I’m looking at you, Sunil Gulati.
This all paints a bleak image, but if there’s any hope for the future, it begins by affecting the process from a local, grassroots level by demanding change from our domestic federations. That anger and frustration you feel towards Sepp Blatter? Redirect it towards your federation and demand change. Pressure your local representatives with the same amount of coverage that Blatter earns. Use those in-depth investigations of the ExCo as a guide for tracking your federation. Abstain until your federation makes its opposition public; until it takes a stand on the international stage.
Sepp Blatter and the FIFA Executive Committee perpetuate corruption and graft in the sport, but it’s local, regional representatives who give them the power to do so, and FIFA’s framework that awards them. It’s time we redirect our focus. [Posted by Maxi]

The problem isn’t Sepp Blatter; it’s FIFA

Within the murky waters that surround the FIFA executive committee wherever it roams, there was a bright moment three years ago when Sepp Blatter, in the midst of campaigning for a fourth-term as president of FIFA, vowed that if elected, he would not seek a fifth term. The same Sepp Blatter who has consistently been trailed by allegations of financial misappropriation, accusations of corruption, blatant sexism, enabling homophobia and racism, and altogether an antiquated view of modern society, promised to hand over the most powerful position in football at the height of the sport’s global expansion, and more or less, fans of the game stomached the promise and looked ahead to a light at the end of the tunnel.

Fast-forward three years and we’re still wading through muddy water with no end in site. On Monday morning, Sepp Blatter confirmed his bid for a fifth term as President of FIFA with a bold assertion that perfectly embodies Blatter’s view of his own place within the history of the game. Rather than quietly announce his campaign, Blatter portrayed his bid as a reluctant one, brought on by downtrodden federation representatives who had practically begged him to carry on. “Please go on, be our president also in future,” Blatter recounted, presumably with a smirk and an open checkbook not far away.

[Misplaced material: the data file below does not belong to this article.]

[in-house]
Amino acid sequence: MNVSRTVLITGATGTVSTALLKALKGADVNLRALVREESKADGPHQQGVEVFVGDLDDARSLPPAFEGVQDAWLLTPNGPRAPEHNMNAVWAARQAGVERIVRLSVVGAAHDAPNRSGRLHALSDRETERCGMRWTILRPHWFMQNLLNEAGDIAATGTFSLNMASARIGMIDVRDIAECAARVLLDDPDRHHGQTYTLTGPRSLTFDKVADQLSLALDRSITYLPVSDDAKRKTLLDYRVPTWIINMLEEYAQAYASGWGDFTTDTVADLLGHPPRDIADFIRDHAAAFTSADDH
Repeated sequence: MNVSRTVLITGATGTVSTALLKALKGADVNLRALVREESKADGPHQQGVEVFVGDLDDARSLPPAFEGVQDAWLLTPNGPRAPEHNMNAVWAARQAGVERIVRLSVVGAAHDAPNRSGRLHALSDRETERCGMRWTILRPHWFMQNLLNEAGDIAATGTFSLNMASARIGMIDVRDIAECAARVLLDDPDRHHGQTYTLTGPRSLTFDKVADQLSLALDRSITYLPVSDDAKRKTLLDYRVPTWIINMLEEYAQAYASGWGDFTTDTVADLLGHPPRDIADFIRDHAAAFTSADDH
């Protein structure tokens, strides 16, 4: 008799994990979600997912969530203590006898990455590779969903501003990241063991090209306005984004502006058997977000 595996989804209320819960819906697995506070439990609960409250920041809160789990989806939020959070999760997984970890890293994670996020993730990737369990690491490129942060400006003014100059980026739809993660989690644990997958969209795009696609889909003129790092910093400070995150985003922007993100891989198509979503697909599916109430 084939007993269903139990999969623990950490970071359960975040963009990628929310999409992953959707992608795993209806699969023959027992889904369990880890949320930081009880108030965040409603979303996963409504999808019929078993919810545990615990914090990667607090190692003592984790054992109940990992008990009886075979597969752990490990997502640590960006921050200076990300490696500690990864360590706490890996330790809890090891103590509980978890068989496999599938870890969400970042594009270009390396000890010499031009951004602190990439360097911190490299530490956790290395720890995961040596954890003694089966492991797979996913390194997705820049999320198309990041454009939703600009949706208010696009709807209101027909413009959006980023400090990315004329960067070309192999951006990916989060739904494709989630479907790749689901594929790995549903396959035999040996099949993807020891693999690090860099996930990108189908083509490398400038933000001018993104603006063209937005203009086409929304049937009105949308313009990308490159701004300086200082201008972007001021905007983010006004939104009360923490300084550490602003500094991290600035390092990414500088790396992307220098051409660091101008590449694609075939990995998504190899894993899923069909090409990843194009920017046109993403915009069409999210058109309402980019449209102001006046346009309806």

Understandably, the response was swift, with everyone from journalists to pundits and fans alike decrying Blatter’s re-election campaign as another example of the nepotism within FIFA’s ranks. Fingers were pointed, vitriol thrown and a few curse words muttered, all directed towards Blatter himself. And let’s be honest: if anyone deserves to be vilified, it’s Sepp Blatter. But for all the caustic response to Blatter’s decision, most onlookers seemed to discount one major fact: there’s no corrupt FIFA-branded rule book (that we know of) that forces FIFA electors to vote for Sepp Blatter come election time; federation representatives are free to launch their own campaigns or vote for an alternative.

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Crossing the Chasm: The Polder Cup

Whether it’s a controversy over goal-line technology, a linesman plastered across newspapers after a dubious call, or a referee put to the sword after falling prey to a bit of simulation in the box, football is a sport preoccupied with its own minutiae. So much so, that for all the vitriol and passion that trails every small incident on the pitch, it’s often easy to forget that at the end of the day, football is just a game.

San Sebastian-based artist Maider López built upon that premise with her Polder Cup project, where she hosted a football tournament in Southern Holland across a series of mismatched pitches. From jagged boundary lines to hollows and bumps littering the field and even ditches of water splitting fields in two, Maider parodied the rigid official rule-set by creating a situation in which players had to adapt their strategy and interpretation of the rules to the environment around them.

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"Wake Up!"

Words and Photos by Eric Beard and Julie Logan, from the NWSL Final between the Seattle Reign and FC Kansas City at Starfire Stadium

There’s something immeasurably inspiring about witnessing a winner lose. It silences a stadium full of ardent supporters. Amongst immediate despair, there’s a fire that has yet to be fully extinguished. It’s an unnatural air of defeat in the lungs of those who know what it means to transcend second best. Above all, it’s a wake-up call.

Because anyone can step up at any time. New champions can always be made. And they aren’t playing to provide a reminder to always bring your best; they’re emphatically declaring that your best isn’t good enough anymore.

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Ground From Above - Terrão de Cima by Renato Stockler

"A ‘terrão’ (earthen field) is an oasis in the urban landscape. The reddish tone of a soccer field turns into a stage for resistance of popular soccer. These fields are increasingly rare to be seen because of property speculation and land occupation, and they standing as a spirit of resilience." - Renato Stockler